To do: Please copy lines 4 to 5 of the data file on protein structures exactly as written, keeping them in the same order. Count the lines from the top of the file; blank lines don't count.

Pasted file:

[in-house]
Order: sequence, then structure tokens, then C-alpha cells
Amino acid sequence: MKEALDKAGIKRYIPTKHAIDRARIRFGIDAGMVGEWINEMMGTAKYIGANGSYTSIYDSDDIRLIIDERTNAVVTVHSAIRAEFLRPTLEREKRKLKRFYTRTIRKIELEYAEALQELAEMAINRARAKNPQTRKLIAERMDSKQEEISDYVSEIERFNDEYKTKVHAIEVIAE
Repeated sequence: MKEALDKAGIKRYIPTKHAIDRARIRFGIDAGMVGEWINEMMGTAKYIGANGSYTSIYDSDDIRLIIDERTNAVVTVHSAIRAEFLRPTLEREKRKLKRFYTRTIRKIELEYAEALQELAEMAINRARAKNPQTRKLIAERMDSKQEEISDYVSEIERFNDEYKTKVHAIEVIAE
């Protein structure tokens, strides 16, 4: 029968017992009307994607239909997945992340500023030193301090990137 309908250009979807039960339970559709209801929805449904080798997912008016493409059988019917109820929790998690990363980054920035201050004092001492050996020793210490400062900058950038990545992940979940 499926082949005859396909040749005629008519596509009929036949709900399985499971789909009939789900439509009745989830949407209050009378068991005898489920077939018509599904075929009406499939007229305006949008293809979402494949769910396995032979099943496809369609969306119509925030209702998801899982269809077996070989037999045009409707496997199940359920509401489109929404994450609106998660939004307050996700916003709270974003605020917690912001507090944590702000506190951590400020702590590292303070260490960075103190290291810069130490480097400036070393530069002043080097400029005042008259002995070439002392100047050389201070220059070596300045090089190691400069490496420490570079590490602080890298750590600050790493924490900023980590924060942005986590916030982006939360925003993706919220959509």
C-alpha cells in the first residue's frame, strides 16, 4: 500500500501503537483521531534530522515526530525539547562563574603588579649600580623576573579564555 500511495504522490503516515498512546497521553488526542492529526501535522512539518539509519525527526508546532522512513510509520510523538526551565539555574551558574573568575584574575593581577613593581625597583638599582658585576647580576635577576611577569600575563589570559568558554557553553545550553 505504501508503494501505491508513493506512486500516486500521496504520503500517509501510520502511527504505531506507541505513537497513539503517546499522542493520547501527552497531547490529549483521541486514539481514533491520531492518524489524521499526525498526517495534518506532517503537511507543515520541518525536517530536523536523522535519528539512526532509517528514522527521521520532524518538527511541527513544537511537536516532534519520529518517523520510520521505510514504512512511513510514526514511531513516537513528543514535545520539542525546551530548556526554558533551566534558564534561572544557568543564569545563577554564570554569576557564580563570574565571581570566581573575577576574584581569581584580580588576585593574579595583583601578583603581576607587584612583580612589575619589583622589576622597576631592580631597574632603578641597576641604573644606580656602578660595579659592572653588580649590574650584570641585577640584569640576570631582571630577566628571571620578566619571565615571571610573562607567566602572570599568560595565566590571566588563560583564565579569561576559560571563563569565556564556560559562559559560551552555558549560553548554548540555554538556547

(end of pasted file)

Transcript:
Repeated sequence: MKEALDKAGIKRYIPTKHAIDRARIRFGIDAGMVGEWINEMMGTAKYIGANGSYTSIYDSDDIRLIIDERTNAVVTVHSAIRAEFLRPTLEREKRKLKRFYTRTIRKIELEYAEALQELAEMAINRARAKNPQTRKLIAERMDSKQEEISDYVSEIERFNDEYKTKVHAIEVIAE
């Protein structure tokens, strides 16, 4: 029968017992009307994607239909997945992340500023030193301090990137 309908250009979807039960339970559709209801929805449904080798997912008016493409059988019917109820929790998690990363980054920035201050004092001492050996020793210490400062900058950038990545992940979940 499926082949005859396909040749005629008519596509009929036949709900399985499971789909009939789900439509009745989830949407209050009378068991005898489920077939018509599904075929009406499939007229305006949008293809979402494949769910396995032979099943496809369609969306119509925030209702998801899982269809077996070989037999045009409707496997199940359920509401489109929404994450609106998660939004307050996700916003709270974003605020917690912001507090944590702000506190951590400020702590590292303070260490960075103190290291810069130490480097400036070393530069002043080097400029005042008259002995070439002392100047050389201070220059070596300045090089190691400069490496420490570079590490602080890298750590600050790493924490900023980590924060942005986590916030982006939360925003993706919220959509």